3
$\begingroup$

I have a question that came up in my research (neurobiology), maybe someone can help me out! I read that neuromelanin, which is found in certain brain structures, can chelate iron and protect cells from the toxicity of iron. I also read that chelation means "incorporation of a mineral ion or cation into a complex ring structure" and I know chelation is used to remove iron e.g. in case of overload. However what I don't understand is if chelation will "degrade" the iron molecule (I'm not familiar with the right terminology, sorry!) or if it will just "contain" it but the iron is still intact. The reason why I'm asking is because there is this notion of iron influencing MRI signal in certain regions that contain neuromelanin which binds/chelates iron, but at the same time chelation seems to mean removal. So I'm wondering if chelated iron still has the same properties as "free" iron. Thank you in advance!

"Neuromelanin pigment is able to accumulate different metals, mainly iron. Neuromelanin seems to be the most effective system for scavenging iron, which results in a long-term immobilisation of iron inside neurons." (Ward et al., 2014, The role of iron in brain ageing and neurodegenerative disorders)

"Low Iron in LC Neurons Is Chelated by NM. NM is a strong chelator of heavy metals because of the presence of catechol groups in its structure (31). NM has strong chelating ability for iron, which provides another important mechanism of protection from iron mobilization and the consequent toxicity." (Zecca et al., 2004, The role of iron and copper molecules in the neuronal vulnerability of locus coeruleus and substantia nigra during aging)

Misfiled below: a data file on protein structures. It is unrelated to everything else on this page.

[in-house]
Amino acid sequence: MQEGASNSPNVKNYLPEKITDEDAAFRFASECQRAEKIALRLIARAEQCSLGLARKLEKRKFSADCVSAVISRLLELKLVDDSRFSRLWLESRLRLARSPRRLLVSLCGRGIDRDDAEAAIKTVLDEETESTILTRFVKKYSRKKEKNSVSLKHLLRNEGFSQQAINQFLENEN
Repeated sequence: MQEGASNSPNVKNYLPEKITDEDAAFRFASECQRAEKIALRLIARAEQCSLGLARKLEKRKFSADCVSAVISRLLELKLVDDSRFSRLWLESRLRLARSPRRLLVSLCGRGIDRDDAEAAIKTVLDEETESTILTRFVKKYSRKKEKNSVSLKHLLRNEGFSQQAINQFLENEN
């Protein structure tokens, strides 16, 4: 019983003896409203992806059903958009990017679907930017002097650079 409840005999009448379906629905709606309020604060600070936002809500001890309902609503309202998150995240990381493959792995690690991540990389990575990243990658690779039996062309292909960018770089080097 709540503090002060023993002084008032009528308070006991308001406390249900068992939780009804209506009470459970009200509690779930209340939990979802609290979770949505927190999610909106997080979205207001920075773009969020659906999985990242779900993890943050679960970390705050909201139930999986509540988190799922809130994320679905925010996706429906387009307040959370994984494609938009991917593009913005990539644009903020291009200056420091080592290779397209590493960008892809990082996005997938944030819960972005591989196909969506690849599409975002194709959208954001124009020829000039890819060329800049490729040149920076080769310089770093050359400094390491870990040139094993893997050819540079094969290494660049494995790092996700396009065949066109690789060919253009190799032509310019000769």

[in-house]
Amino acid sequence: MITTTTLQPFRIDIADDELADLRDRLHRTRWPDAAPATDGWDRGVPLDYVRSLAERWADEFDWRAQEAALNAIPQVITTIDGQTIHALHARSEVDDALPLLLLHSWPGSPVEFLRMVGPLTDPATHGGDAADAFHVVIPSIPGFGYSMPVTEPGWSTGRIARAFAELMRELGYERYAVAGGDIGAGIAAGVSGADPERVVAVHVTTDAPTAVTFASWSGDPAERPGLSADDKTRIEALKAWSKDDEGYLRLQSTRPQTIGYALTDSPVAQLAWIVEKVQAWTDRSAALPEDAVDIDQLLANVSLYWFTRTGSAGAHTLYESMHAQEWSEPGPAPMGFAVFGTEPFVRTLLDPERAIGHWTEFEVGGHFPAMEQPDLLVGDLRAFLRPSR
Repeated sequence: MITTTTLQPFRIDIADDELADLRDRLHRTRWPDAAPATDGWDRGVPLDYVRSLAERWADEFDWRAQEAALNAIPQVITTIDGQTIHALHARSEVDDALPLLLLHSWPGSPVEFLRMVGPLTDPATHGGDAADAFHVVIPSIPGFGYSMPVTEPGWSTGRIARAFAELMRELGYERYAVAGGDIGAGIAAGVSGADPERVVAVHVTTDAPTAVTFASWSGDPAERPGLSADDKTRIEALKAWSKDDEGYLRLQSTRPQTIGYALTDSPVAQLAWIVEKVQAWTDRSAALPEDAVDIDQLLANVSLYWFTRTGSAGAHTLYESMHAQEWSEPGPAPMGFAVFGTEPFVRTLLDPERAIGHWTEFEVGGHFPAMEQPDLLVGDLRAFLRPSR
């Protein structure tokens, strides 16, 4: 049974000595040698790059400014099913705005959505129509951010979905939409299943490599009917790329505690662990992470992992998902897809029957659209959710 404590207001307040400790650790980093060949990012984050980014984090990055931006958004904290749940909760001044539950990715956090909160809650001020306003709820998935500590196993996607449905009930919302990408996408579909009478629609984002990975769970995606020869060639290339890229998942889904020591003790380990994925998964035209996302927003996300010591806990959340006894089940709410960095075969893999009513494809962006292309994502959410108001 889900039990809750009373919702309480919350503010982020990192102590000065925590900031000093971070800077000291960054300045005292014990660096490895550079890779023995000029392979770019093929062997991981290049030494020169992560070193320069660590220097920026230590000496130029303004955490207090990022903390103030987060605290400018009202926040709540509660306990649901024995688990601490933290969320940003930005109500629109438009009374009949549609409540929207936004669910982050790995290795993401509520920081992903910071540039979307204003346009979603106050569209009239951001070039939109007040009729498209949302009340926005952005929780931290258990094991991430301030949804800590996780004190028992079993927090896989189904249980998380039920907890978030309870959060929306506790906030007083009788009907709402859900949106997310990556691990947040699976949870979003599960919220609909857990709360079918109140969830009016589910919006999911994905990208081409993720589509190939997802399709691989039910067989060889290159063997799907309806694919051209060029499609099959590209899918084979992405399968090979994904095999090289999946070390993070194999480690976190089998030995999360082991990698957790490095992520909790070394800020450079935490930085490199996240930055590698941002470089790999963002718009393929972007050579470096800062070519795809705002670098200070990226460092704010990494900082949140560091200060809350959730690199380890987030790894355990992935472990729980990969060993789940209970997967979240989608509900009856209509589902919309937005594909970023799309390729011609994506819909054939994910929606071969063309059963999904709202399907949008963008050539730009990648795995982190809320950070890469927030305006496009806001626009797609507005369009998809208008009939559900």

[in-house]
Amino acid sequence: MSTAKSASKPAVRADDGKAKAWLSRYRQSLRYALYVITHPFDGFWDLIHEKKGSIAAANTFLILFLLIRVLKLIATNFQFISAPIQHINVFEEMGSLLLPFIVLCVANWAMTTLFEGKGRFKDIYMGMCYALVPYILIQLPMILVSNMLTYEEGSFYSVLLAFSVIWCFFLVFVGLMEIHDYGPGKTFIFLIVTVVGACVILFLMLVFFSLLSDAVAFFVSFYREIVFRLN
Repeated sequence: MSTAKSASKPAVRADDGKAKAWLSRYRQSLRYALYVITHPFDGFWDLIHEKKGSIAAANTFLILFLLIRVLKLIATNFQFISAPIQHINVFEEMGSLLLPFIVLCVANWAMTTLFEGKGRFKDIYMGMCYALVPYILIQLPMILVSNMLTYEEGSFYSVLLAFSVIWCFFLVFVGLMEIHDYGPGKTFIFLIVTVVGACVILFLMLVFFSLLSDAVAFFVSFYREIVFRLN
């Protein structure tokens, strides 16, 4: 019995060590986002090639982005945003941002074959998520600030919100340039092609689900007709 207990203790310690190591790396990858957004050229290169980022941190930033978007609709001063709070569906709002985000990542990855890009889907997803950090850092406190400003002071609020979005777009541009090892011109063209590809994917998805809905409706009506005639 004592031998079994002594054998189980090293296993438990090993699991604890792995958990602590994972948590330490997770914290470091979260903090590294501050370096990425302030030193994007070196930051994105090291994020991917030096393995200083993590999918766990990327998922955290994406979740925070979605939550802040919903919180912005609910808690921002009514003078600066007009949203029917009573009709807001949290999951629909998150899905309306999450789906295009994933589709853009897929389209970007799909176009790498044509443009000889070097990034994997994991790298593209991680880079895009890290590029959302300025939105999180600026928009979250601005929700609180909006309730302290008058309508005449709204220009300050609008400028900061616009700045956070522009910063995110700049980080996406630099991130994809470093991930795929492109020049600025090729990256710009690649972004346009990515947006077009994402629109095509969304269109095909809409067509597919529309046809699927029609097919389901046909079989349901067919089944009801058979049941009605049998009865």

$\endgroup$
4
  • 1
    $\begingroup$ It would be helpful to readers if you put those citations (or references) in your question. $\endgroup$ Mar 25, 2022 at 18:29
  • 1
    $\begingroup$ Thank you for the tip, I added a few! @MathewMahindaratne $\endgroup$
    – RBG
    Mar 25, 2022 at 19:03
  • 2
    $\begingroup$ Iron is an element. It can be bound in a molecule, e.g., to neuromelanin, or to another chemical, e.g., to ethylenediaminetetraacetic acid (EDTA) or to "NM" (which needs to be defined). What "NM' (or EDTA) do to living organisms is another question, and whether these chelate other vital metals, such as calcium, yet another. BTW, the description seems to border on pseudo-medicine. Chelation is useful for heavy metal poisoning, and has been used to treat those who ingested plutonium, with mixed results. $\endgroup$ Mar 25, 2022 at 20:16
  • 1
    $\begingroup$ Well, if you used a chelator like EDTA, it would chelate metal ions and later be removed with urine, I guess. This neuromelanin stays where it is along with whatever it chelates, afaict. $\endgroup$
    – Mithoron
    Mar 25, 2022 at 23:02

1 Answer 1

3
$\begingroup$

if chelation will "degrade" the iron molecule … or if it will just "contain" it but the iron is still intact.

Iron is an element. That means that short of nuclear reactions, it is indestructible and will always remain as iron. It can't degrade.

In chelation, other elements react and combine with the iron to produce a larger, more complicated molecule that contains the iron atom in its interior, where it can no longer be seen (chemically). As far as the body is concerned, it no longer exists.

With an appropriate choice of chelator though, the resulting molecule will be one that the body will recognize as unwanted and will dispose of it, typically by filtering it out of the blood through the kidneys and mixing it into the urine.

$\endgroup$
2
  • $\begingroup$ Chelation is an operation where a chemical substance is surrounding entirely a metal atom like $\ce{Fe}$. This means that this atom cannot interfere any more with any other components of the liquid in which it is dissolved. These components (proteins, enzymes, etc.) will not be puzzled or modified by the metal atom which is chelated. It looks as if the metallic atom has been removed from the solution. $\endgroup$
    – Maurice
    Mar 26, 2022 at 12:47
  • $\begingroup$ @Maurice, thanks. I've updated accordingly. $\endgroup$ Mar 26, 2022 at 13:46

Your Answer

By clicking “Post Your Answer”, you agree to our terms of service and acknowledge you have read our privacy policy.

Not the answer you're looking for? Browse other questions tagged or ask your own question.